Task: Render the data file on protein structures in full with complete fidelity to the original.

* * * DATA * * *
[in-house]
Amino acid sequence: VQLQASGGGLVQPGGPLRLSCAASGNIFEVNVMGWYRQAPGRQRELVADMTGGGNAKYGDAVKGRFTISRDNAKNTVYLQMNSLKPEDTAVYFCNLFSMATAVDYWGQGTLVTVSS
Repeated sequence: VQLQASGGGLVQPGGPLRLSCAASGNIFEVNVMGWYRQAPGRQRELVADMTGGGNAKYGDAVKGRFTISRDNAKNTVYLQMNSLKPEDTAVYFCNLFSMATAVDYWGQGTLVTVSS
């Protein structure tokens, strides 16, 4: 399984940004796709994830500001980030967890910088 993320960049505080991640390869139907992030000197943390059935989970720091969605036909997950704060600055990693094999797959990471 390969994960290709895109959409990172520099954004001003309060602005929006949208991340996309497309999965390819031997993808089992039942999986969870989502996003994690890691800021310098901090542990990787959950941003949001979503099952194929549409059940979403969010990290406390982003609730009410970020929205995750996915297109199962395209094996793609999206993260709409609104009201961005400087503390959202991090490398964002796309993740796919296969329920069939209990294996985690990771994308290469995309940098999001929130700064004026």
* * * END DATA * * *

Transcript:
[in-house]
Amino acid sequence: VQLQASGGGLVQPGGPLRLSCAASGNIFEVNVMGWYRQAPGRQRELVADMTGGGNAKYGDAVKGRFTISRDNAKNTVYLQMNSLKPEDTAVYFCNLFSMATAVDYWGQGTLVTVSS
Repeated sequence: VQLQASGGGLVQPGGPLRLSCAASGNIFEVNVMGWYRQAPGRQRELVADMTGGGNAKYGDAVKGRFTISRDNAKNTVYLQMNSLKPEDTAVYFCNLFSMATAVDYWGQGTLVTVSS
């Protein structure tokens, strides 16, 4: 399984940004796709994830500001980030967890910088 993320960049505080991640390869139907992030000197943390059935989970720091969605036909997950704060600055990693094999797959990471 390969994960290709895109959409990172520099954004001003309060602005929006949208991340996309497309999965390819031997993808089992039942999986969870989502996003994690890691800021310098901090542990990787959950941003949001979503099952194929549409059940979403969010990290406390982003609730009410970020929205995750996915297109199962395209094996793609999206993260709409609104009201961005400087503390959202991090490398964002796309993740796919296969329920069939209990294996985690990771994308290469995309940098999001929130700064004026």